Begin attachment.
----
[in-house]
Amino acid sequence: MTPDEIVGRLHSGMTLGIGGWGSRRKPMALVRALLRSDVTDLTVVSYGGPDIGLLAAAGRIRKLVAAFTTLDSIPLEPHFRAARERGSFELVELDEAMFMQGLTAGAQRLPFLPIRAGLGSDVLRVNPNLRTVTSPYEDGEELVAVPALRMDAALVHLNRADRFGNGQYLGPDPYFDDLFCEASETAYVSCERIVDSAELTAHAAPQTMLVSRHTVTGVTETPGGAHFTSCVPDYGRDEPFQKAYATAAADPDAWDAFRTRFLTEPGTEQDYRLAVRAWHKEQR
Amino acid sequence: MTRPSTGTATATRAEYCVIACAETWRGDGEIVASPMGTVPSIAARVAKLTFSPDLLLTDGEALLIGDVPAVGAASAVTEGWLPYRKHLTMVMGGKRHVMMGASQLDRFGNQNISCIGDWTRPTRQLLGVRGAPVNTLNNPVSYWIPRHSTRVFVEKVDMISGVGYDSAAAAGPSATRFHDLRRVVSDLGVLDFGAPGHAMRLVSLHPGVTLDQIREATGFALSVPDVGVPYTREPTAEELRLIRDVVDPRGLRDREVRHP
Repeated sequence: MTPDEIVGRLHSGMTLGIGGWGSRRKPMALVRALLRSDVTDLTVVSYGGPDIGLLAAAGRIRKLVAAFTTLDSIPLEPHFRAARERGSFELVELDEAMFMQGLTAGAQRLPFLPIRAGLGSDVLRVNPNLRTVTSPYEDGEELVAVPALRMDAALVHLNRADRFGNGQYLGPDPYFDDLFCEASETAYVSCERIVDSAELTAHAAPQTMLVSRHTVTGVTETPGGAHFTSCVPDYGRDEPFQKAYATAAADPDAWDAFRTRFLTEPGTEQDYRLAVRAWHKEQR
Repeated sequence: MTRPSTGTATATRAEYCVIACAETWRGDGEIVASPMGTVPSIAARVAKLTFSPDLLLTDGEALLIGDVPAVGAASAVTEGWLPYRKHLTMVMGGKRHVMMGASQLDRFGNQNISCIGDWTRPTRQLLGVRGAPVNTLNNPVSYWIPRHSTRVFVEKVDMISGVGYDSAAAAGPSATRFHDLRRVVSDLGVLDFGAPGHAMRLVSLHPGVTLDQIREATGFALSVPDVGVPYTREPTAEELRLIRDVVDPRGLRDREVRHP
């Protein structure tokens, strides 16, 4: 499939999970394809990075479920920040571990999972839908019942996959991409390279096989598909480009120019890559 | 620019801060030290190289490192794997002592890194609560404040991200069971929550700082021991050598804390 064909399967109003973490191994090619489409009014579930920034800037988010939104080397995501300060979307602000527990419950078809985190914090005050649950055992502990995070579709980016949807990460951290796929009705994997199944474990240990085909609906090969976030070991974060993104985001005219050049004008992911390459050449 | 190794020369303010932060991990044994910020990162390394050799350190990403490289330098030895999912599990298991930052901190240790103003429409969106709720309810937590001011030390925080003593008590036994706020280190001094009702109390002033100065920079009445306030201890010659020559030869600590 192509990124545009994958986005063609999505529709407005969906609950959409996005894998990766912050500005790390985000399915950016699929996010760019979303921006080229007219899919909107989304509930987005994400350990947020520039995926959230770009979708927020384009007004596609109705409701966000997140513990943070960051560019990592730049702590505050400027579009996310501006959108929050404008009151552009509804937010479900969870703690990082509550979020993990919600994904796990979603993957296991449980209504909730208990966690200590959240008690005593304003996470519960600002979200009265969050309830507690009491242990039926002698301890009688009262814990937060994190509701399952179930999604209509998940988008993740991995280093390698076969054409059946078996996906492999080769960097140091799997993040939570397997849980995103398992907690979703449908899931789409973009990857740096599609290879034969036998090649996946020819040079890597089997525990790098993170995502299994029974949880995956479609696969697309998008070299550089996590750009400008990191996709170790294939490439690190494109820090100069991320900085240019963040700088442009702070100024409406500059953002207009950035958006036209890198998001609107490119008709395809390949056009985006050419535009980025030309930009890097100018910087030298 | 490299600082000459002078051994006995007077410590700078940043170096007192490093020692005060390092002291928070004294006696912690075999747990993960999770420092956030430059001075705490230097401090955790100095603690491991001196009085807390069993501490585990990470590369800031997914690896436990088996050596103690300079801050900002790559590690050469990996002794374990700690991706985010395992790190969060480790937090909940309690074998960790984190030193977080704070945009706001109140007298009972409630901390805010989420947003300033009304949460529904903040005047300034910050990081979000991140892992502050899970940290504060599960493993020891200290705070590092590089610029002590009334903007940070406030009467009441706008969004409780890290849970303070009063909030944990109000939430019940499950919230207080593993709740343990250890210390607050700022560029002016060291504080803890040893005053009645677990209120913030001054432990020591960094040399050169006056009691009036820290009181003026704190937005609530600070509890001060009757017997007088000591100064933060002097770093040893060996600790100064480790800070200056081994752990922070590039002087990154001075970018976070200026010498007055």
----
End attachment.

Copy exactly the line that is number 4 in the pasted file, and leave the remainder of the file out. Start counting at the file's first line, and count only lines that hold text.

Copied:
Repeated sequence: MTPDEIVGRLHSGMTLGIGGWGSRRKPMALVRALLRSDVTDLTVVSYGGPDIGLLAAAGRIRKLVAAFTTLDSIPLEPHFRAARERGSFELVELDEAMFMQGLTAGAQRLPFLPIRAGLGSDVLRVNPNLRTVTSPYEDGEELVAVPALRMDAALVHLNRADRFGNGQYLGPDPYFDDLFCEASETAYVSCERIVDSAELTAHAAPQTMLVSRHTVTGVTETPGGAHFTSCVPDYGRDEPFQKAYATAAADPDAWDAFRTRFLTEPGTEQDYRLAVRAWHKEQR